- Explaining what they’ve been doing to other pupils, which can benefit both the able child and the children they’re working with
Potential Plus UK advocates for ensuring that there is challenge for the most able child in the classroom - this is also known as 'teaching to the top,' i.e. devising teaching content that caters for the needs of the highest achievers.
‘Some schools might use a format such as an Individual Education Plan or Challenge Plan to highlight to both parents and teachers a child’s areas of strength that need to be challenged, and how appropriate provision can be put in place,’ explains Julie. ‘At the same time, it can address any weaker areas and how they can be supported.’
It’s important that your child’s school also looks after their emotional and social needs. Some highly able children struggle with friendships, become easily frustrated, or have a tendency towards perfectionism and put undue pressure on themselves.
Schools should be alert to any difficulties your child is showing in these areas, and support them in managing them and building confidence.
Should your child move up a year?
There are occasions when the school and parents working together might identify that acceleration is a viable option. This is when the child works at a level beyond their chronological age.
‘Acceleration can be effectively carried out in several ways depending on the personality of the child and the school’s resources, but it could include early entry into a new phase of education, year skipping, or joining older students for one or more subjects, to name just a few examples,’ says Julie.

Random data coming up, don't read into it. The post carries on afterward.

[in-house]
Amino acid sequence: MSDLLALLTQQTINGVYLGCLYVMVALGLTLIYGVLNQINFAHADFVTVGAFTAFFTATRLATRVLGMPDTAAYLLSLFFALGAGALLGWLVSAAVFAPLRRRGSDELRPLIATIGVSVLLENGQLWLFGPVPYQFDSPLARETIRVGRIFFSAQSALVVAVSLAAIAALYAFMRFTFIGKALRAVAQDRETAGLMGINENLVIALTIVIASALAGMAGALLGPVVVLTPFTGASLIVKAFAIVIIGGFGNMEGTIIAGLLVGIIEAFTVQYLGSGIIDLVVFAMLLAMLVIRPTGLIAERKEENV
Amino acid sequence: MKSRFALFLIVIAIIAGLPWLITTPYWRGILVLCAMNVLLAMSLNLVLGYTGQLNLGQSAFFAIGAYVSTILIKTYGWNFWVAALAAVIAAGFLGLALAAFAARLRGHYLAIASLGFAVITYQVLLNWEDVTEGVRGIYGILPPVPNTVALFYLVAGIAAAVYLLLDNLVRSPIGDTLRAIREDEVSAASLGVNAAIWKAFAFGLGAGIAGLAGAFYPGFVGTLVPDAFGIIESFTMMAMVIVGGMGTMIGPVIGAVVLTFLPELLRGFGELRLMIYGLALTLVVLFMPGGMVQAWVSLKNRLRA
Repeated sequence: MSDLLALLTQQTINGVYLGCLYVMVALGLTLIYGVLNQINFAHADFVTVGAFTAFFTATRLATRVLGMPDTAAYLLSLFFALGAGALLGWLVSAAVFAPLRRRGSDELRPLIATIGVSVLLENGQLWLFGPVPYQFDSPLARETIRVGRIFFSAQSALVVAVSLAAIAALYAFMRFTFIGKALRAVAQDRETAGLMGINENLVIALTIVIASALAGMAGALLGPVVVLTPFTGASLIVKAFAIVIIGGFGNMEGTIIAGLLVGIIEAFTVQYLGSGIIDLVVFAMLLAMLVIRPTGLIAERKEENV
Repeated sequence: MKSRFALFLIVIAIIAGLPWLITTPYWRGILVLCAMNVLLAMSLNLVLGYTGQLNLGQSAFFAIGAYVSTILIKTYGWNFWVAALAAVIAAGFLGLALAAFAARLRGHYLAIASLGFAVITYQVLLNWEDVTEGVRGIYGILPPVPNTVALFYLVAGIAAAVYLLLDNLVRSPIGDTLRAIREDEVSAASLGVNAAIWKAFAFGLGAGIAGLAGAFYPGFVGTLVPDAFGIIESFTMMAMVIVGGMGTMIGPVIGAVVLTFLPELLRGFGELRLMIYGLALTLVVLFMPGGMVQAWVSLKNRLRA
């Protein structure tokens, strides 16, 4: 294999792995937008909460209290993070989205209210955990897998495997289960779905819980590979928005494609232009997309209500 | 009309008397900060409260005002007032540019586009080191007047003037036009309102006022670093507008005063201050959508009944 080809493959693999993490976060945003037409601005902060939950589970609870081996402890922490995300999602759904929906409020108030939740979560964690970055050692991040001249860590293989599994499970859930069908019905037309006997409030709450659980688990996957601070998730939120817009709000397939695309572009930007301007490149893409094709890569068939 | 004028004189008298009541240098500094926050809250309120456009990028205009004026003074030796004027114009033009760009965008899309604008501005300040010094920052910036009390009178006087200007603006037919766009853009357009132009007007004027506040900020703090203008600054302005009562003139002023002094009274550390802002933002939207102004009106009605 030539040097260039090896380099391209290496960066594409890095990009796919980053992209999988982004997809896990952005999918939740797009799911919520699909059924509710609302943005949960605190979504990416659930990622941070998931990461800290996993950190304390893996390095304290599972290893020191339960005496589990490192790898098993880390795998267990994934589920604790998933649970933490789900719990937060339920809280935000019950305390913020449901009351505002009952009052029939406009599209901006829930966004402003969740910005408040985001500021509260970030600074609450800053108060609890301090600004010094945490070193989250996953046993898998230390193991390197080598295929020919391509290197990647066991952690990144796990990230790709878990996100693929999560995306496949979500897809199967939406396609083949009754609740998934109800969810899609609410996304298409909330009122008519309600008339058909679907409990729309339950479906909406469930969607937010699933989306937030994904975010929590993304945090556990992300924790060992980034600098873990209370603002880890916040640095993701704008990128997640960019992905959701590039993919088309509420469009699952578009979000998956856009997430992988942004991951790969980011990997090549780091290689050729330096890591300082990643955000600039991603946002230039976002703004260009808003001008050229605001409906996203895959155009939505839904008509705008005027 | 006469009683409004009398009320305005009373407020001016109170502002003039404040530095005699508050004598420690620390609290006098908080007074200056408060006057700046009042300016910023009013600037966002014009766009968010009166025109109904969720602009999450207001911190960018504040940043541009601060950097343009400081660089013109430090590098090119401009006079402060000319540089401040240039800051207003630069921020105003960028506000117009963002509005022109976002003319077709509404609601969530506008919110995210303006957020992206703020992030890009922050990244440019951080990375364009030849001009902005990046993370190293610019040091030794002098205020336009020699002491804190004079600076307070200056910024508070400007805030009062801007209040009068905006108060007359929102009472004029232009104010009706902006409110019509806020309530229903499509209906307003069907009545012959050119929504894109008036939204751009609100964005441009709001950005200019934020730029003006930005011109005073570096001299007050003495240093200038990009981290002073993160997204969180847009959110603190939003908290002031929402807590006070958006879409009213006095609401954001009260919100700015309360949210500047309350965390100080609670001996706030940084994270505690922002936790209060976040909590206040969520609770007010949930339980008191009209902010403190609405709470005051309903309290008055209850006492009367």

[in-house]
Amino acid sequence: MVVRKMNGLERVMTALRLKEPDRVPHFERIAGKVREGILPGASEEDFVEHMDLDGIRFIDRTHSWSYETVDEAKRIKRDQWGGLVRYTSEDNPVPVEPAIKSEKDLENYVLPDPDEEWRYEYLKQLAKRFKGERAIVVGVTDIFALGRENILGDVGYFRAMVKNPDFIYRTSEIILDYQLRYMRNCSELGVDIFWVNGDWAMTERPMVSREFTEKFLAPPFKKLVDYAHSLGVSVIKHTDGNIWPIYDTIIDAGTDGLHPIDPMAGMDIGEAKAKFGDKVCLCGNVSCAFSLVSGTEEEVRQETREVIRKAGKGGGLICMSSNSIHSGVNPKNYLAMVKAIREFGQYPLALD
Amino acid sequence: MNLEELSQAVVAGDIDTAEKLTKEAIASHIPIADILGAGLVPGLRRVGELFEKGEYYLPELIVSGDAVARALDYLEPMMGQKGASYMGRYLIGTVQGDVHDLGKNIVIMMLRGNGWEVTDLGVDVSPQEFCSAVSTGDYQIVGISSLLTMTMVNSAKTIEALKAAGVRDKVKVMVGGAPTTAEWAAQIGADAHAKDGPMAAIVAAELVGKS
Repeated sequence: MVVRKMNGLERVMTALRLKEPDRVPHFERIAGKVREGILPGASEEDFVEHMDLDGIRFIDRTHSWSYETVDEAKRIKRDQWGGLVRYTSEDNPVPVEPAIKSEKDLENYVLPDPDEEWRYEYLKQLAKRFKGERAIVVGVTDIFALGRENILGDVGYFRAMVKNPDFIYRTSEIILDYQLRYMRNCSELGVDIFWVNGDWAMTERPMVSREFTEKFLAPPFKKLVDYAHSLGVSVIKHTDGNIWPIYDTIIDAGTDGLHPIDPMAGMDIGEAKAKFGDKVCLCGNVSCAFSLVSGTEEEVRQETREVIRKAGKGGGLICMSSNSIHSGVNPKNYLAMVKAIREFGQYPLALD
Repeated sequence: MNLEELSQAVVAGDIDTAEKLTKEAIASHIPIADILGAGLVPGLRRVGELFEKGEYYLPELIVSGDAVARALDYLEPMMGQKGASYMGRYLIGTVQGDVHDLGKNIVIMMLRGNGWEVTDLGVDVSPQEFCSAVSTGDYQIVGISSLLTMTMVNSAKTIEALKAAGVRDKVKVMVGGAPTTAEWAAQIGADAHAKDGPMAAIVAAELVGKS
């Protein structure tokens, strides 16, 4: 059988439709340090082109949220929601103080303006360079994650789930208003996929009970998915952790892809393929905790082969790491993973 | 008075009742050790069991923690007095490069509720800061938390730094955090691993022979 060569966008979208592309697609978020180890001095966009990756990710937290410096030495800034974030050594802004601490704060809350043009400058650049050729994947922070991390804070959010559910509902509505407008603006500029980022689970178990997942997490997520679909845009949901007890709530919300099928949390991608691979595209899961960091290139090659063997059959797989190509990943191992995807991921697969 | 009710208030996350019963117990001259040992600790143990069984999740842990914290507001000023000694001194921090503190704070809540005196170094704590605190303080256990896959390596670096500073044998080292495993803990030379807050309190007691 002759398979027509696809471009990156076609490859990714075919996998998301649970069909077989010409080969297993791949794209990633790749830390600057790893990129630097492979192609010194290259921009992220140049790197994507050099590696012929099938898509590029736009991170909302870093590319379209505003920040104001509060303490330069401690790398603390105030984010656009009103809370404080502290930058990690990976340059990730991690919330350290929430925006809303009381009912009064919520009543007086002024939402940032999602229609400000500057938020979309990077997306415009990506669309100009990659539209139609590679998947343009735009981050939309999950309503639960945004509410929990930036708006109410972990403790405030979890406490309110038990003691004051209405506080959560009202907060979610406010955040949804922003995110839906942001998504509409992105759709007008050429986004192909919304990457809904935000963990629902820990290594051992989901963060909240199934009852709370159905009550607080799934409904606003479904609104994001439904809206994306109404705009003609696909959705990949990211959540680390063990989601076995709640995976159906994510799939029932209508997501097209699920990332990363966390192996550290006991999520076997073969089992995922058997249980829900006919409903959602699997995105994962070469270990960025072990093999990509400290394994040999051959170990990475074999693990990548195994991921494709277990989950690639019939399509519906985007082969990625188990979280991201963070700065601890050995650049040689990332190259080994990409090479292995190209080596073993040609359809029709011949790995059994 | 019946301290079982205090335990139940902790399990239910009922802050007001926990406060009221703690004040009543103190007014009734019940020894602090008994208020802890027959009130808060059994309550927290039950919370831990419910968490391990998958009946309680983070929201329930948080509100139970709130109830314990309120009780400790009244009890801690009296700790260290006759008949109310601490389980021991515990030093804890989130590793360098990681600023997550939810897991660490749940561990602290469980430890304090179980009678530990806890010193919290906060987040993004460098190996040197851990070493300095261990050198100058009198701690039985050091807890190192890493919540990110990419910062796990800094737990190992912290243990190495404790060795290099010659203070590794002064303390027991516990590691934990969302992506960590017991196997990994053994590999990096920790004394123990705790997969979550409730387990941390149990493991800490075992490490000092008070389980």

‘Many high potential learners benefit greatly from this, but there are implications for the child and for the school. Whatever is done, it must be handled sensitively, with the child’s needs at the forefront of everyone’s minds.’
For example, a child may be academically capable of moving up a year, but lack maturity, leading to problems with friendships.
Pupil premium for highly able children
If your child qualifies for pupil premium (a sum of money paid to the school for children who are entitled to free school meals, usually on the grounds of low family income) that money should be used specifically to benefit your child.
This could be in the form of enrichment activities designed to provide stretch and challenge, such as music lessons, after-school clubs, and classroom support to help them work in greater depth.
You don't have a say in how your child's pupil premium is spent, but some schools will involve parents, so it's worth talking to the teacher or headteacher about how your child will benefit from their funding.
What to do if your child isn’t being challenged
Schools sometimes struggle to provide the necessary challenge for the most able children, which can lead to them becoming bored, disengaged, and even disruptive.
This is particularly true now that there are no allocated funds for gifted children, especially as many schools are having to make do without teaching assistants, who often worked with these pupils.
Although there are no specific guidelines on providing for highly able children, Ofsted is clear that every pupil should be given a quality of education that meets their needs, which means schools should provide stretch and challenge to pupils with high learning potential.
‘If you feel your child’s needs are not being met, you should first speak with your child’s class teacher,’ Julie advises. ‘Other staff members might also form part of a discussion, such as the person with responsibility for inclusion or progress, or the headteacher or deputy head.’
Ofsted encourages all parents to complete their Parent View survey; although this doesn’t guarantee your child will be given the right support, it will flag any shortcomings to Ofsted so they can be taken into account during inspections.
You could also contact Potential Plus UK for support with ensuring your child’s needs are met, for example by booking a telephone advice appointment to discuss how to work with their school and develop good relationships with their teachers.